America's famed artist and a devout Christian, Thomas Kinkade, was mourned Saturday by family, friends and fans in Los Gatos, Calif., where he lived. A memorial on his website featured Mathew 5:4: "Blessed are those who mourn, for they will be comforted."
Kinkade, who suddenly died on Friday of apparently natural causes at his Los Gatos home, was known by many as America's most collected living artist who would paint Christian themes and symbols.
Kinkade was often invited to speak at Christian institutions and churches. His paintings, some estimate, can be found in one out of every 20 homes in the United States.
He was 54, and is survived by his wife and four daughters – Merritt, Chandler, Winsor and Everett – all named after famous artists and have the middle name "Christian."
"Thom provided a wonderful life for his family," Kinkade's wife Nanette said in a statement. "We are shocked and saddened by his death."
Los Gatos mayor Steve Rice remembered him as "bigger than life." "He was gregarious, outgoing and engaging – as you might expect an artist to be," Los Angeles Times quoted Rice as saying. He added that Kinkade was "very involved" in the local community, donating paintings to help raise money for the elementary schools and the police department.
Curtis Wright, a longtime friend of Kinkade and former mayor of Monte Sereno, recalled that the painter used to say he didn't make art, but heirlooms for the buyers. "He was a young guy and a great person," Wright told Los Gatos Patch. "He really tried to do a lot of stuff for the community, and I really admire him for that. He had some factions between being the cool artist and being a father and husband, but when you look back on it, he did amazing things for the community and the world."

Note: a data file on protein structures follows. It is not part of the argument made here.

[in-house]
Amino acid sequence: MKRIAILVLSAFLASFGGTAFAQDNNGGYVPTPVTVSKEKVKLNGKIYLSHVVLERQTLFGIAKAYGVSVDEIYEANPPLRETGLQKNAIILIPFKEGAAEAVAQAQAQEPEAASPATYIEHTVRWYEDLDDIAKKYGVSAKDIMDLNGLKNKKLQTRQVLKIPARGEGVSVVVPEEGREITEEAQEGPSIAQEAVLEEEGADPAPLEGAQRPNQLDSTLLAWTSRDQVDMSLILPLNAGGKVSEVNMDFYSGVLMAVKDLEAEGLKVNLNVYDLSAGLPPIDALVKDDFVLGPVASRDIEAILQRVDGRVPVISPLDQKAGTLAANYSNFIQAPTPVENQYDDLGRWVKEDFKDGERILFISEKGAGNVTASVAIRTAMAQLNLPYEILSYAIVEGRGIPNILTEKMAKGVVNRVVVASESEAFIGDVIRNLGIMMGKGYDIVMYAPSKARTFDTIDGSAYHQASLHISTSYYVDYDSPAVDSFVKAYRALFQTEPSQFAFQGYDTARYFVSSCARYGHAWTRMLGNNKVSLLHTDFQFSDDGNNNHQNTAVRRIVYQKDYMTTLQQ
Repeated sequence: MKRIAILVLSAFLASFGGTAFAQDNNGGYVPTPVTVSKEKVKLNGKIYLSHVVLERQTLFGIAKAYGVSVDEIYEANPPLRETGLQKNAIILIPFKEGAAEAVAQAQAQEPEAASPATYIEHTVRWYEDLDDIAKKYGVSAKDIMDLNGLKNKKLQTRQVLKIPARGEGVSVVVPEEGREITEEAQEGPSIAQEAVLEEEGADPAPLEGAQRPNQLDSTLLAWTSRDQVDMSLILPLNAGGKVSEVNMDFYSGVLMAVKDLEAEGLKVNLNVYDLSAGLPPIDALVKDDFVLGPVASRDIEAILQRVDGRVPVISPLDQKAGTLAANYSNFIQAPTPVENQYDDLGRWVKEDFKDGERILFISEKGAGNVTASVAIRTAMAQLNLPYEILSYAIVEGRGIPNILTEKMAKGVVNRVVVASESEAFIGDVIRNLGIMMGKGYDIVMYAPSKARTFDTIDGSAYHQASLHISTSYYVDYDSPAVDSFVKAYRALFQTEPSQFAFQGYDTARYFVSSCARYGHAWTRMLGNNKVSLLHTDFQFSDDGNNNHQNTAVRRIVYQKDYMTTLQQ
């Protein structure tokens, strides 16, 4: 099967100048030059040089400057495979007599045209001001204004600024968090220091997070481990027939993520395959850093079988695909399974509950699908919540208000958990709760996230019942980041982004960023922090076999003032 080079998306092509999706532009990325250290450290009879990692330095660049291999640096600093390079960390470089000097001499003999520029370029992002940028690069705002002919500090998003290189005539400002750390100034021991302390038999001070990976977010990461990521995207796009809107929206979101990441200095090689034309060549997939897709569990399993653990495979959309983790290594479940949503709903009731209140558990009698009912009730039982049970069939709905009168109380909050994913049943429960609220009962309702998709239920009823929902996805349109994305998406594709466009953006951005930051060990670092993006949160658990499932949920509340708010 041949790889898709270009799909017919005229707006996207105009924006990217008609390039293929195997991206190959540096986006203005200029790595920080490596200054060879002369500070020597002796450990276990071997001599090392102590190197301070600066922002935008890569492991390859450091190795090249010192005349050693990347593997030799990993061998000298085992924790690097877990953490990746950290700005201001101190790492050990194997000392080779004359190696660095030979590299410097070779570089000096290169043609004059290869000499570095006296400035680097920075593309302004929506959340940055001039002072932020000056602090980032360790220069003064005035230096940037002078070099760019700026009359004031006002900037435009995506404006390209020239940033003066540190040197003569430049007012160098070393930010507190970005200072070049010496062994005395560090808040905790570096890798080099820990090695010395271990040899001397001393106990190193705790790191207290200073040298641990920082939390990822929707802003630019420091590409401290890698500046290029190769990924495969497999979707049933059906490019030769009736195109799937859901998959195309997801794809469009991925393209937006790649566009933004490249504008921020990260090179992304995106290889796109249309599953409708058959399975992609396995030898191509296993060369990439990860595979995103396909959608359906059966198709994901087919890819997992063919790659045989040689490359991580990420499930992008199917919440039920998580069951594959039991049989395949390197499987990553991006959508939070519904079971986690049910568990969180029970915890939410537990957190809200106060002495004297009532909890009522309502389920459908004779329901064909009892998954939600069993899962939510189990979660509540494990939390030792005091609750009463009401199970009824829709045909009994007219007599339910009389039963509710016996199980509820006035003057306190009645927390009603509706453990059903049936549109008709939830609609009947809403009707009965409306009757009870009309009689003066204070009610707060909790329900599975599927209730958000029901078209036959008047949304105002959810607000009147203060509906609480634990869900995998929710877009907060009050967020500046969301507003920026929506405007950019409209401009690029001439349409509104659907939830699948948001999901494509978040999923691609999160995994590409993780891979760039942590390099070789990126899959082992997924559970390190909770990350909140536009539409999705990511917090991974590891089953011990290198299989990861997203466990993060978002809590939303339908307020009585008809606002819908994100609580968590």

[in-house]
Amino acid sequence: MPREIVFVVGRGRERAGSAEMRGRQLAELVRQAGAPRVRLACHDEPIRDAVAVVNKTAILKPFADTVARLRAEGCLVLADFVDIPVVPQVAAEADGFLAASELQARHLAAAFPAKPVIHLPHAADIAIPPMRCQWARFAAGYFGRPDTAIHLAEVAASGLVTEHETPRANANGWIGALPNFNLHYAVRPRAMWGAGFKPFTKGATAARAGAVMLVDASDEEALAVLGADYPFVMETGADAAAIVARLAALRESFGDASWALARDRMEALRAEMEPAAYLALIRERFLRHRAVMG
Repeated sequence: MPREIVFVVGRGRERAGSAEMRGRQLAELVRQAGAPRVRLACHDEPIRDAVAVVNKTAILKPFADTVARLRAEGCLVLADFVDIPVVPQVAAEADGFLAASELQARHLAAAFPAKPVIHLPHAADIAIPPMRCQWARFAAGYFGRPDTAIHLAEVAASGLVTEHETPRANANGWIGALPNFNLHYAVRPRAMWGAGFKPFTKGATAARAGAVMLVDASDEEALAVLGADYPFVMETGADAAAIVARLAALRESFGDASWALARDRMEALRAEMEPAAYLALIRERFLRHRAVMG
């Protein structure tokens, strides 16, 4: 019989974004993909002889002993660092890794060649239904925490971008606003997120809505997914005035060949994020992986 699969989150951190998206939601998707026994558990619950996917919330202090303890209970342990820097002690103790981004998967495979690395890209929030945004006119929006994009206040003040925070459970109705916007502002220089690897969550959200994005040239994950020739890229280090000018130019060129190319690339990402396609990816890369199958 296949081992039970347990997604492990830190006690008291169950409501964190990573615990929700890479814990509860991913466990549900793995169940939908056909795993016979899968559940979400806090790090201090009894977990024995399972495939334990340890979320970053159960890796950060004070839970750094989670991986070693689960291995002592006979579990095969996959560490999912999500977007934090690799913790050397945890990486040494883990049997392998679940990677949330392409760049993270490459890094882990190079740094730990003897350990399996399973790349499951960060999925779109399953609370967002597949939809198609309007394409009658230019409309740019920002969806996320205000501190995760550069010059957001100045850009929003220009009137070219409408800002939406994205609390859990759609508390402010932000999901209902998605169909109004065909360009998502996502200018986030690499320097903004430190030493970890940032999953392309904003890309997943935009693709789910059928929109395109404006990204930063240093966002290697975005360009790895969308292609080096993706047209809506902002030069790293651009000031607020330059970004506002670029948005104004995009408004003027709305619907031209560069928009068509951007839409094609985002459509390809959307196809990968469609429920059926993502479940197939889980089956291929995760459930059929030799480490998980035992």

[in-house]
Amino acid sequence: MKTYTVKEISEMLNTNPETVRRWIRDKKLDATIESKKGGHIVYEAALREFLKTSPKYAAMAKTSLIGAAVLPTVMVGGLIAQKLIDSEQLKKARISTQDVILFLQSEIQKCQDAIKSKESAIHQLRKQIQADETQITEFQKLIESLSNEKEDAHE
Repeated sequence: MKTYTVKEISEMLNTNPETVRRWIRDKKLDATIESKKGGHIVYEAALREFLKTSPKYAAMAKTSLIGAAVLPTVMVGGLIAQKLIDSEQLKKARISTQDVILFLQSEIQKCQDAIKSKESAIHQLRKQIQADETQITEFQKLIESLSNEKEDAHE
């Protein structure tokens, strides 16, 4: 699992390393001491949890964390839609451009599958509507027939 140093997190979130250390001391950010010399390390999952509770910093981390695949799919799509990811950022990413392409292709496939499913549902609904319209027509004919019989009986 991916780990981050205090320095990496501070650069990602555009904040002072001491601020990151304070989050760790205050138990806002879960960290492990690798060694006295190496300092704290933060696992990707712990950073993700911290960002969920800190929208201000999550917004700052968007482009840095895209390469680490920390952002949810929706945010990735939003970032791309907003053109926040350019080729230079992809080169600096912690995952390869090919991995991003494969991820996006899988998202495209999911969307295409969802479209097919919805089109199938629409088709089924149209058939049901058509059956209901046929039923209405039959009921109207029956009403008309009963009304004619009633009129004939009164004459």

"I'm a warrior for light," Kinkade said in an interview with Mercury News in 2002. He was alluding to his ability to create light on canvas as well as to the medieval practice of using light to symbolize the divine. "With whatever talent and resources I have, I'm trying to bring light to penetrate the darkness many people feel," he said.
Ken Raasch, a longtime friend and co-founder of Kinkade's art company, said the artist wouldn't express himself through his paintings but rather give the masses what they wanted. "I'd see a tree as being green, and he would see it as 47 different shades of green. He just saw the world in a much more detailed way than anyone I've ever seen."
The art establishment in the country criticized Kinkade for seeking a mass appeal. "In their minds, he represented the lowest type of art," The Associated Press quoted Jeffrey Vallance, an artist who once hosted a show of Kinkade's artwork in Calif., as saying. "He was different from other artists. You kind of felt like he was giving people what they wanted."
Kinkade said he was inspired by his Christian beliefs and that his art carried a larger moral dimension. He said his goal was to touch people of all faiths, to bring peace and joy into their lives through the images he created.
Kinkade accepted Christ in 1980 when he was studying. He was raised in the Church of the Nazarene in Placerville, Calif., but he later turned away from evangelicalism, only to come back to his original beliefs through his involvement with Calvary Chapel.